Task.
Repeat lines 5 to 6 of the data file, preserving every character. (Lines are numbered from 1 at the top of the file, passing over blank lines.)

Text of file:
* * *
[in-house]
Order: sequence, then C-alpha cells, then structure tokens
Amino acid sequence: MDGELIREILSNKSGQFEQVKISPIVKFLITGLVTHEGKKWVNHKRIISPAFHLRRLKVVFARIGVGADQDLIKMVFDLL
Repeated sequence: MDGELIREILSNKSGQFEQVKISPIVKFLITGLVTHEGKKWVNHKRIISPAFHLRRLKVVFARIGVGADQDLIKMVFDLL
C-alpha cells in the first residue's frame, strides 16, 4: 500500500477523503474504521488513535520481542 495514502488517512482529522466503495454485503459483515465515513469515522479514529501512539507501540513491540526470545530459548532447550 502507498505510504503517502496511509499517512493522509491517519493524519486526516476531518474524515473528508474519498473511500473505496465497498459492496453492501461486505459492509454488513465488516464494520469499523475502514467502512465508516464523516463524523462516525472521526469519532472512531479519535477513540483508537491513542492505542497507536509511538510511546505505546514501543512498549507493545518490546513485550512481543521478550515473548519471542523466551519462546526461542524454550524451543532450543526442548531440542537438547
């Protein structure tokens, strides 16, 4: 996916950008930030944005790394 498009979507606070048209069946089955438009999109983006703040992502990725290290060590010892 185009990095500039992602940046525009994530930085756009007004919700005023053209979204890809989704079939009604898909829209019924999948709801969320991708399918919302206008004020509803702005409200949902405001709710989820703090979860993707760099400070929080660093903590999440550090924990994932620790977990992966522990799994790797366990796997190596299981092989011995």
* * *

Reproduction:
C-alpha cells in the first residue's frame, strides 16, 4: 500500500477523503474504521488513535520481542 495514502488517512482529522466503495454485503459483515465515513469515522479514529501512539507501540513491540526470545530459548532447550 502507498505510504503517502496511509499517512493522509491517519493524519486526516476531518474524515473528508474519498473511500473505496465497498459492496453492501461486505459492509454488513465488516464494520469499523475502514467502512465508516464523516463524523462516525472521526469519532472512531479519535477513540483508537491513542492505542497507536509511538510511546505505546514501543512498549507493545518490546513485550512481543521478550515473548519471542523466551519462546526461542524454550524451543532450543526442548531440542537438547
């Protein structure tokens, strides 16, 4: 996916950008930030944005790394 498009979507606070048209069946089955438009999109983006703040992502990725290290060590010892 185009990095500039992602940046525009994530930085756009007004919700005023053209979204890809989704079939009604898909829209019924999948709801969320991708399918919302206008004020509803702005409200949902405001709710989820703090979860993707760099400070929080660093903590999440550090924990994932620790977990992966522990799994790797366990796997190596299981092989011995």